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    C++まいる!Cをこわせ! Elysia's Avatar
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    Quote Originally Posted by whiteflags View Post
    ...But I strongly disagree with Elysia's point of view. Studying C++11 should not be hard in the future, especially if you have a background. You want to give them that background: a correct background, from a teacher who understands his assigned reading material and the tools he used in class.
    That is precisely the problem.
    People who understand older standards do not necessarily have the mindset to actually learn new things. Hence, they will continue to be old school programmers, knowing only what they see and think is right. If the code base is old, it is likely that it will always continue to old with more stuff added with old standards. Thus, they will likely only know the older standard.
    But if you teach them the latest greatest (and for the PC platform, the tools are here), they will be more productive, write better and faster code from the get-go (the advantage of the newer standards), and you will force them to learn the old ways later to maintain old code. Thus, they will likely know both standards, if they need to.
    A "correct" background, as many here agree on, is top down approach. Teach C++ first, not C. Likewise, this should apply to newer standards: teach newer standards first, then older if necessary. If they learn the older standard first, they have to get rid of old habits when learning the new standard.
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    Quote Originally Posted by Adak View Post
    io.h certainly IS included in some modern compilers. It is no longer part of the standard for C, but it is nevertheless, included in the very latest Pelles C versions.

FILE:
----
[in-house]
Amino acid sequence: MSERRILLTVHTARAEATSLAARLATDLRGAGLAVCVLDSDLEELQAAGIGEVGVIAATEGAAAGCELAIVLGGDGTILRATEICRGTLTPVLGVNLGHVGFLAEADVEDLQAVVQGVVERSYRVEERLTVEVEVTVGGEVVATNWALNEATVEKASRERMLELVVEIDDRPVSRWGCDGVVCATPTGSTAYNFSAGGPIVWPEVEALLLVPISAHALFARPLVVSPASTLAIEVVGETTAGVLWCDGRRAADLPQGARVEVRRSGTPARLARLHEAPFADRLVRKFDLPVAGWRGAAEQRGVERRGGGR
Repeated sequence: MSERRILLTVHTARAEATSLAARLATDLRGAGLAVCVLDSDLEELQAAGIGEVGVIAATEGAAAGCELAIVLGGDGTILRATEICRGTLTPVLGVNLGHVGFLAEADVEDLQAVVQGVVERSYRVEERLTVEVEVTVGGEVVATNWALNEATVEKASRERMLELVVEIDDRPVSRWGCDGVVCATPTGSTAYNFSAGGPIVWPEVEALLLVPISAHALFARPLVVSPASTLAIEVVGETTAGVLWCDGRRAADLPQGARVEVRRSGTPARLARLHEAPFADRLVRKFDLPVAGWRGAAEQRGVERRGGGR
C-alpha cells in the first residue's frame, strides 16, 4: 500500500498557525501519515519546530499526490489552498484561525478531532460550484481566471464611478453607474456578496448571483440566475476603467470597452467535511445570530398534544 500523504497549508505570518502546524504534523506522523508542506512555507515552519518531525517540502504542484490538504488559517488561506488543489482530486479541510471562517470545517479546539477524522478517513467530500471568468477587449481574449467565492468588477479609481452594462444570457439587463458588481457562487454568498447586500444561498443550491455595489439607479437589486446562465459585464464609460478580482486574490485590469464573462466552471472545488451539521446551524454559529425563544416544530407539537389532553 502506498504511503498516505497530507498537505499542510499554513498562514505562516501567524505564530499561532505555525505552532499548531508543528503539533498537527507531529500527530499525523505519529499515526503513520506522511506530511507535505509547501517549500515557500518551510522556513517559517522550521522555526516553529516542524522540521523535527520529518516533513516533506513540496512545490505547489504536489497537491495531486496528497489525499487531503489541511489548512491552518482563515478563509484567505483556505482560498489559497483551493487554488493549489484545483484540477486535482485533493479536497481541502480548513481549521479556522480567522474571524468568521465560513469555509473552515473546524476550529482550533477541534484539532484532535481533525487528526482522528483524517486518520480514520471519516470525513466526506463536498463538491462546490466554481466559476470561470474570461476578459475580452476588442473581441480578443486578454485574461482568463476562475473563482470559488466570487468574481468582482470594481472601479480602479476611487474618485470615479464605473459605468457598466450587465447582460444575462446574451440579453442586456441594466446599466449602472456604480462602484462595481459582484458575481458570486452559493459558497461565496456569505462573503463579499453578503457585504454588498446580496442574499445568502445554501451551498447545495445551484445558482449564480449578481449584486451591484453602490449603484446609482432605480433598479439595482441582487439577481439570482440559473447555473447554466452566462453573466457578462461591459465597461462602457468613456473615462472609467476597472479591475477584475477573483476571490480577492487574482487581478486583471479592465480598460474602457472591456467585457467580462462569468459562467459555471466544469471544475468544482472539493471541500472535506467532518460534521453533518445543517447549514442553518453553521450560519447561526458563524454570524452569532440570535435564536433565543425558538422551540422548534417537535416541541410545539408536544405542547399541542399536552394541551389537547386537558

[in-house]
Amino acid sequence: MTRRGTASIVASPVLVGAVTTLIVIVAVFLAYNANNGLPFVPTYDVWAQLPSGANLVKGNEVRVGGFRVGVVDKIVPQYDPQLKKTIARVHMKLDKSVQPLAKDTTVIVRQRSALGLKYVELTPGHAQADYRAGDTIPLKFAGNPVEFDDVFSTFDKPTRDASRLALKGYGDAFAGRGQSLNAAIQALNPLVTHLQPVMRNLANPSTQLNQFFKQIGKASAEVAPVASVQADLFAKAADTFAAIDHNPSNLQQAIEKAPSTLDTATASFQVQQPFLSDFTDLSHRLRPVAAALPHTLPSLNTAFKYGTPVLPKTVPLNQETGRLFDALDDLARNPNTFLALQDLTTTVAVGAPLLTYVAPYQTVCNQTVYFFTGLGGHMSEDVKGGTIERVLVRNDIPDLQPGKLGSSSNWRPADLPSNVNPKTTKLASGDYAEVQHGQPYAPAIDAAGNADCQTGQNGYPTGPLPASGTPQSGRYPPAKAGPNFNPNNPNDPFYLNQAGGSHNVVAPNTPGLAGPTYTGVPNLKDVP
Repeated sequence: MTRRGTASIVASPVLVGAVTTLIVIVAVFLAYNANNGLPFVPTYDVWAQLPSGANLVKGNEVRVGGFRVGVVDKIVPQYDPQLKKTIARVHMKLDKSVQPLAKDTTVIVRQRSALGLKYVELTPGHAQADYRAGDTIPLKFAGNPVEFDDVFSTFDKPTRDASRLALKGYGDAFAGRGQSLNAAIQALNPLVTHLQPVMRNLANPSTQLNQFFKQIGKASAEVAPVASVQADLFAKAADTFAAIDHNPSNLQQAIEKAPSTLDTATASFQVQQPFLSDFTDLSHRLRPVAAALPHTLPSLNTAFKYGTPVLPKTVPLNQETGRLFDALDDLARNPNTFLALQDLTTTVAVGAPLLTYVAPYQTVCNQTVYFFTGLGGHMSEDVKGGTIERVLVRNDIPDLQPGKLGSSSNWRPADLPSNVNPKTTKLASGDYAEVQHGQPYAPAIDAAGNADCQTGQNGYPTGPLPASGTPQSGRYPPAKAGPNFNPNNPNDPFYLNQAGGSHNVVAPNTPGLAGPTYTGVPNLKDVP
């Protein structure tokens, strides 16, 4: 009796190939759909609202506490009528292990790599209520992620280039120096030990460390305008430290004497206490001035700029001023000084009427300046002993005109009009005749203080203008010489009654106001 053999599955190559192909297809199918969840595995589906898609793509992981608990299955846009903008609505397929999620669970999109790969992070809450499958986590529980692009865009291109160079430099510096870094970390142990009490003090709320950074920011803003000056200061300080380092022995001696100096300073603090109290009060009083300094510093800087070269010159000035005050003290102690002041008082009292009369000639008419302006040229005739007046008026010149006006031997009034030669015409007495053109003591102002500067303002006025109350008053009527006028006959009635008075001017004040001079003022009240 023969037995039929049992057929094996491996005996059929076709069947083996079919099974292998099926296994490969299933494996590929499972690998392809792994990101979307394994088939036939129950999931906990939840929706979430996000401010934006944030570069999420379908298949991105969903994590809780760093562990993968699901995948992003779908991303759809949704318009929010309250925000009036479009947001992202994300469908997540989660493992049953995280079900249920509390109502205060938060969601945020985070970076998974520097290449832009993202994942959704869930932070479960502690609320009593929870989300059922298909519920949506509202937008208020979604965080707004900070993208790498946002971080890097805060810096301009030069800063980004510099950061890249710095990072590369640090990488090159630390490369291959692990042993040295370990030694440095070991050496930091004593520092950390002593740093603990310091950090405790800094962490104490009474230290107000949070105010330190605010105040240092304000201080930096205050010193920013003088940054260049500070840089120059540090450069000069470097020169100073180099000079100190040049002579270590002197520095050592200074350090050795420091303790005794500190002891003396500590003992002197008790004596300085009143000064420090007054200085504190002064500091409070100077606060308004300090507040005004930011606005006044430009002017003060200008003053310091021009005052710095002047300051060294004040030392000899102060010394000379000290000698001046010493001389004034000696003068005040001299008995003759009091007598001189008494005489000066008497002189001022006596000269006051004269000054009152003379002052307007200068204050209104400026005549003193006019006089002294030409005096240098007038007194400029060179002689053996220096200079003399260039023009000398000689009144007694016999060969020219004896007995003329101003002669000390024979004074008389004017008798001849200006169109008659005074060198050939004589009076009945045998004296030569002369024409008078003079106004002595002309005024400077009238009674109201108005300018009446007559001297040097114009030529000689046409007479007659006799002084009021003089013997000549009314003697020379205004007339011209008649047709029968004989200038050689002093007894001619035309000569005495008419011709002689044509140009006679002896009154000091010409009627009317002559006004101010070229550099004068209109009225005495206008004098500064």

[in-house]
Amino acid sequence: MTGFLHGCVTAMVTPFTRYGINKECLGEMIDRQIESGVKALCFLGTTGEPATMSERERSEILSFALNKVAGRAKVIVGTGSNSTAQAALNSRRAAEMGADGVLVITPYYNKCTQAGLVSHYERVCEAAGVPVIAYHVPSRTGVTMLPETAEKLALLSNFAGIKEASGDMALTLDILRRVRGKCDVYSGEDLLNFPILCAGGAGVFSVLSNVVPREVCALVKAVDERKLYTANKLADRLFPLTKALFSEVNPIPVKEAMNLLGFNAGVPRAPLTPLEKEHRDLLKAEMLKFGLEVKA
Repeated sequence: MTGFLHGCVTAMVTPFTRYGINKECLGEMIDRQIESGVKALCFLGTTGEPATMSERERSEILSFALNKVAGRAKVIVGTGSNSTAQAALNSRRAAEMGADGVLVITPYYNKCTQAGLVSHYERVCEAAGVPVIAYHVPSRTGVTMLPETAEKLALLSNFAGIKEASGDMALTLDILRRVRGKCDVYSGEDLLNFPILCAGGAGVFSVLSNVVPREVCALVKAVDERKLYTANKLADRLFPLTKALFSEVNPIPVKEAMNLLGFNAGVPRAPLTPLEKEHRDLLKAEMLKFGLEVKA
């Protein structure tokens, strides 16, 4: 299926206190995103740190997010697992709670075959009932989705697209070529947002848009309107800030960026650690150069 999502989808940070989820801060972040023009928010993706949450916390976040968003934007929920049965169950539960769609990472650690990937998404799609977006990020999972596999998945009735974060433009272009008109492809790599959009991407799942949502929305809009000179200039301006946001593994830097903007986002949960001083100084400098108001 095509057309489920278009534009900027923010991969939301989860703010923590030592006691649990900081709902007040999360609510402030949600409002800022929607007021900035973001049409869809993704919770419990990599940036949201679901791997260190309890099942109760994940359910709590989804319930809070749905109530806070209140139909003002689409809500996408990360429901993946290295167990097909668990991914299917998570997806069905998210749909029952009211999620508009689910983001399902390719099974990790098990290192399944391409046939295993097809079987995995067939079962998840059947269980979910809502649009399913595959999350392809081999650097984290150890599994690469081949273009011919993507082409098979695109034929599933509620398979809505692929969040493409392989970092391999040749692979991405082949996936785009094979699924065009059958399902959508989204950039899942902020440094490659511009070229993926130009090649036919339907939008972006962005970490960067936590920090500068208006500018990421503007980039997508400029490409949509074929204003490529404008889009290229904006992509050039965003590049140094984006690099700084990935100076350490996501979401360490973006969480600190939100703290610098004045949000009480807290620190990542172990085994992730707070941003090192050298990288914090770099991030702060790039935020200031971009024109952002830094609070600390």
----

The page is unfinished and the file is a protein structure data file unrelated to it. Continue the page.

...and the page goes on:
Quote Originally Posted by Salem View Post
    You mean it's included as a crutch to help ancient programmers limp along without them having to relearn too much.

    Outside of your DOS world, your header file is meaningless.

  10. #10
    Registered User whiteflags's Avatar
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    I apparently need to explain my points.
    I would not worry about C++11 too much. It really depends on how you decide to teach the class. If your book is oriented around that, your tools have good support, and you can teach the course, do it.
    I actually encourage teaching recent things, but I don't want Masterx to teach a C++11 unit without C++11 materials.

    Studying C++11 should not be hard in the future, especially if you have a background. You want to give them that background: a correct background, from a teacher who understands his assigned reading material and the tools he used in class.
    Here I am working on the assumption that they are not going to stagnate if the course is in fact designed around C++03 or something. Only students who do work will succeed and learning is life-long and many times self-directed.
    Last edited by whiteflags; 06-30-2013 at 03:21 PM.
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    People who understand older standards do not necessarily have the mindset to actually learn new things. Hence, they will continue to be old school programmers, knowing only what they see and think is right. If the code base is old, it is likely that it will always continue to old with more stuff added with old standards. Thus, they will likely only know the older standard.
    But if you teach them the latest greatest (and for the PC platform, the tools are here), they will be more productive, write better and faster code from the get-go (the advantage of the newer standards), and you will force them to learn the old ways later to maintain old code. Thus, they will likely know both standards, if they need to.
    Your logic is flawed. What happens when you teach C++11 and a new standard comes out? Students who learned C++03 yet refuse to learn new things would stagnate eventually even if they were taught C++11 instead.